How to treat: Treatment for peripheral neuropathy should be guided by a neurologist and generally consists of managing symptoms with analgesics, antidepressants or anticonvulsants. Some patients may also benefit from physiotherapy and even surgery.

3. Fibromyalgia

Fibromyalgia is a type of chronic rheumatism that is associated with fully body pain, increased sensitivity, difficulty sleeping, fatigue, headaches, dizziness, muscular rigidity and numbness in the arms and legs.

How to treat: Treatment should be oriented by a rheumatologist, who may indicate the use of analgesic medication or antidepressants, physiotherapy and exercises. Learn more about how fibromyalgia is diagnosed and treated.

4. Multiple sclerosis

Multiple sclerosis is an autoimmune disease that leads to the breakdown of the myelin sheath that lines neurons. This interferes with the transmission of nerve signals and nervous system function. Common symptoms include weakness in the extremities, difficulty walking and coordinating movements and numbness in the fingers, hands, arms and legs.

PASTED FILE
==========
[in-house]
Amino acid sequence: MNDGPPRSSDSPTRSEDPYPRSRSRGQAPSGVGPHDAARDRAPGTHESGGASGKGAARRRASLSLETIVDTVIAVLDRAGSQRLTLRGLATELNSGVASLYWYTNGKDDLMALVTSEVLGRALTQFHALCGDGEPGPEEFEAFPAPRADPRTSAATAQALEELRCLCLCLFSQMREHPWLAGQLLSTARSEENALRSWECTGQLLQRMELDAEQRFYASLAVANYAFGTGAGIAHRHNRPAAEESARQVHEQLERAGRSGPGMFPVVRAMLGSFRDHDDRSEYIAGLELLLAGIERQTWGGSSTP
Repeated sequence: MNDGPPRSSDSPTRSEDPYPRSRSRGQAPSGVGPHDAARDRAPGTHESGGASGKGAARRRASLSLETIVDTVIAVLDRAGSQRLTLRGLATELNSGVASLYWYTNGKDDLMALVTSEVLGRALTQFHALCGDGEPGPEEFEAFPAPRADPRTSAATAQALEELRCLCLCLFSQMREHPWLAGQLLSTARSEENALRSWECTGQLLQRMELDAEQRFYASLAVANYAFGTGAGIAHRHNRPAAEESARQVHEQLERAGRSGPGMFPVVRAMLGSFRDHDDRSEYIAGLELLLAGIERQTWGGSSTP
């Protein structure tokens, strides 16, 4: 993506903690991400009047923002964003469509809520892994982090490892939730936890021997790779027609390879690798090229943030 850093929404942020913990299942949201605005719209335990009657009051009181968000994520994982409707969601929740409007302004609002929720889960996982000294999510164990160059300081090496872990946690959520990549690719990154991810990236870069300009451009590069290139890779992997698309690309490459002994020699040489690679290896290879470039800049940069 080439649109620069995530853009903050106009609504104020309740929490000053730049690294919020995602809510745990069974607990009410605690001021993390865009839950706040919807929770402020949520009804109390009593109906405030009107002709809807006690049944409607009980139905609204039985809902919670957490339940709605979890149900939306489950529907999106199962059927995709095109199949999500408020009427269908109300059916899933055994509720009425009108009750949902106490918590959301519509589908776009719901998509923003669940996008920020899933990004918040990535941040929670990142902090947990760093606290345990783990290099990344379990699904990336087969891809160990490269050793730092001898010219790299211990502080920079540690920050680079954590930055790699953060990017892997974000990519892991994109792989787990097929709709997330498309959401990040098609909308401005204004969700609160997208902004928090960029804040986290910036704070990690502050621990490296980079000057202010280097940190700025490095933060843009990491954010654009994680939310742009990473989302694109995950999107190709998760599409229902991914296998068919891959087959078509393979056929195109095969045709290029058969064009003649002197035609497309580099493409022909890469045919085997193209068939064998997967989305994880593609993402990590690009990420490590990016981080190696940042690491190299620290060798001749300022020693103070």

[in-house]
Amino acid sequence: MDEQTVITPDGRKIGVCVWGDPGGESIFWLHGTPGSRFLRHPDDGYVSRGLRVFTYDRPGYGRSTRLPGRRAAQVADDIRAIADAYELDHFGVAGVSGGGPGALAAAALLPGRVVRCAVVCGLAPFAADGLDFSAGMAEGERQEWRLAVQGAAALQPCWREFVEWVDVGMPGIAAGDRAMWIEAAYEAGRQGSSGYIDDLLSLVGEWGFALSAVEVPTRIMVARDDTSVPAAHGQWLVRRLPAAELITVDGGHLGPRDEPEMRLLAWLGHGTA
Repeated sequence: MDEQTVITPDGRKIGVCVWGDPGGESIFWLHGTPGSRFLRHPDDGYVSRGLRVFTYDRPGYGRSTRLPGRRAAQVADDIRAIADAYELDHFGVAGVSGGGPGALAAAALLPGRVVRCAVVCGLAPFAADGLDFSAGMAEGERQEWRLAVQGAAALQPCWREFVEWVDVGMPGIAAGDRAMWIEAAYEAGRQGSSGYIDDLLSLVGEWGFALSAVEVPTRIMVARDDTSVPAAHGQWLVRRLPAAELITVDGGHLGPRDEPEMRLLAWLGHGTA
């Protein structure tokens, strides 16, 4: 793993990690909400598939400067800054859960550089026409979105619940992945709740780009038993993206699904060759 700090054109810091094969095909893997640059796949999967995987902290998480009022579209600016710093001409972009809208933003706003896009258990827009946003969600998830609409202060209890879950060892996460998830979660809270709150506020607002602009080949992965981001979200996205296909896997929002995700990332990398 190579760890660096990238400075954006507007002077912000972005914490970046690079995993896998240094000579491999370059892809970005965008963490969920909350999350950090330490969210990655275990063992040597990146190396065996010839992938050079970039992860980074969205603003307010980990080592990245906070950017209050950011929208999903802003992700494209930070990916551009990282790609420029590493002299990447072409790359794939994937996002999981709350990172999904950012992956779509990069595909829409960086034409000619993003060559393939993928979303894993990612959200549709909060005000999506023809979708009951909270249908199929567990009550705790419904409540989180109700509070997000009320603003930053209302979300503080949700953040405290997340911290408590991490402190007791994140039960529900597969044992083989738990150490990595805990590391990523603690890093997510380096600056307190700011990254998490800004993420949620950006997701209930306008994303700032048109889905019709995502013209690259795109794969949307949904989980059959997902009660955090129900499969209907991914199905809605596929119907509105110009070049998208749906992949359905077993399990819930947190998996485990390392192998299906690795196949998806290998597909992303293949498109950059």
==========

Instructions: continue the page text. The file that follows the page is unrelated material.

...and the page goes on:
How to treat: Treatment for multiple sclerosis is oriented by a rheumatologist, who may prescribe physiotherapy and medications like anticonvulsants, corticosteroids, immunosuppressants, analgesics or muscle relaxants. Treatment is aimed at preventing further progression of the disease and relieving symptoms.

5. Rheumatoid arthritis

Rheumatoid arthritis is an autoimmune disease that causes symptoms like pain, redness and swelling in the affected joints. It is associated with rigidity, difficulty moving the joints and numbness in the fingers. Read more about the symptoms of rheumatoid arthritis and what can cause it.

How to treat: Generally, treatment involves the use of anti-inflammatories, corticosteroid injections and immunosuppressants. Some patients additionally benefit from physiotherapy.

6. B12 deficiency

A deficiency in vitamin B12 can cause nerve damage and lead to numbness or tingling in the hands, feet or legs.

Other symptoms in can cause are fatigue, weakness, difficulty concentrating, irritability, confusion, excess gas or weight loss. Read more about what can cause a B12 deficiency as well as other symptoms associated with it.